Updated: Nov 30, 2020
by John Stonestreet & Roberto Rivera
Could it be that our fascination with the story is more important than the story itself? President Trump, the NFL, and us.
The last few weeks have been full of important stories. The president, speaking before the United Nations, said that if the U.S. “is forced to defend itself or its allies, we will have no choice but to totally destroy North Korea.”
Later that day, Hurricane Maria crossed Puerto Rico from southeast to northwest, dropping upwards of forty inches of rain, including fourteen inches in a two-hour period, which may be a world record nobody wants to own. More than three million American citizens were left without power or water, and face a humanitarian crisis.
Oh, and somewhere in there was another failed attempt to repeal and replace Obamacare.
But by the weekend, the story that most Americans seemed to care about was a feud between the president and professional athletes.
By now, you undoubtedly know more than you need to know about that feud—I mean that literally—and I don’t want to contribute to a problem I’m about to decry.
But we’re still left with the question about why this discussion is consuming so much of our national attention when there are issues far more deserving that we are increasingly disinclined to care about. I suggest the reason was the subject of a 1985 book called “Amusing Ourselves to Death,” by the late Neil Postman. Postman, the founder of New York University’s Media Ecology program, wrote about our culture’s “vast descent into triviality.”
Comparing George Orwell’s “1984” and Aldous Huxley’s “Brave New World,” Postman concluded that Huxley had proved to be more prophetic. Whereas “Orwell feared those who would deprive us of information, Huxley feared those who would give us so much that we would be reduced to passivity and egoism.”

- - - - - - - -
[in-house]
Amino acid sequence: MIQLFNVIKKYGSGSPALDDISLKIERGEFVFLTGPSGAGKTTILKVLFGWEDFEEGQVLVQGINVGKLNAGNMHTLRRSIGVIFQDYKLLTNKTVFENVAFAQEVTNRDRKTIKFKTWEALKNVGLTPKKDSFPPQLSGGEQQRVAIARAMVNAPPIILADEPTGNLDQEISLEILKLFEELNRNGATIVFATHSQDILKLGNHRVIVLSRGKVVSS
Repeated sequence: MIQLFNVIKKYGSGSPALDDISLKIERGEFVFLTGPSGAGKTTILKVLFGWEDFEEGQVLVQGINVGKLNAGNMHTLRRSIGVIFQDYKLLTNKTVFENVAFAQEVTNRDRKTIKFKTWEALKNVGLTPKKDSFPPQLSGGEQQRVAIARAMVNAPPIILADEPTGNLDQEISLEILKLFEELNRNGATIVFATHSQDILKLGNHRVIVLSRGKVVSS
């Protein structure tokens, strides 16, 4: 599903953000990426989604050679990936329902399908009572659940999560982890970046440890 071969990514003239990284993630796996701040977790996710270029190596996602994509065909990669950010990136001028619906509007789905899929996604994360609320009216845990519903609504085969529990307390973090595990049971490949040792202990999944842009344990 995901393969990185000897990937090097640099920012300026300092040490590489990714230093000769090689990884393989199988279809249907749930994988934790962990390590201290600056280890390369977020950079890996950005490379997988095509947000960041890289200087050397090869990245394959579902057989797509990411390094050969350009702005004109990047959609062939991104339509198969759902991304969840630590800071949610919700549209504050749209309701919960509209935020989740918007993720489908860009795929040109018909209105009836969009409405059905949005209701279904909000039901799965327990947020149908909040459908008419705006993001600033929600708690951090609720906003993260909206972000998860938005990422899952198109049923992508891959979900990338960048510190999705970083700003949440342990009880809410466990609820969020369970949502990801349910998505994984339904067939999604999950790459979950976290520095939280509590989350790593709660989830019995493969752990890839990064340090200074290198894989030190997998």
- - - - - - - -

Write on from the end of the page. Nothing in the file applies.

Whereas “Orwell feared that the truth would be concealed from us, Huxley feared the truth would be drowned in a sea of irrelevance. Orwell feared we would become a captive culture. Huxley feared we would become a trivial culture.”
The consequences of becoming the sort of culture Huxley predicted was on full display these last few weeks, until the slaughter in Las Vegas brought us to our senses. Namely, as Postman warned, by caring about things that aren’t important, while being distracted from things that truly are important.
We live in an age where the phrase “Instagram celebrity” can be said with a straight face. Historian Daniel Boorstin’s definition of a celebrity—“someone who is well-known for his well-knownness”—is now truer than ever. In such a culture, as Postman forewarned, being popular is confused with being important.
As Bill Brown, Senior Fellow for Worldview and Culture at the Colson Center has long said, “In other times and places, heroes made history. In our time and place, they make CD’s and touchdowns.” And yet, we are the people who know their lyrics and stats better than our own national history or Constitution. We can name the judges of “The Voice,” but not those on the Supreme Court.
Postman also worried that our desire for entertainment and distraction would rob us of our ability to think critically or to even think for ourselves at all.
Here’s a case in point: David French rightly asked how many people yelling ‘free speech’ for athletes are only too happy to sic the government on the tiny few bakers or florists who don’t want to use their artistic talents to celebrate events they find offensive?”
It is amazing just how prophetic Postman has proven to be, even though he was writing years before Internet or social media, and only a few years after cable television. He knew we were embracing self-destructive habits of the soul, and he tried to warn us.
But listening is not nearly as amusing as a Twitter war, and requires much more sustained attention than watching a football game.
Lord, have mercy on us all!
How following Jesus works in real life.
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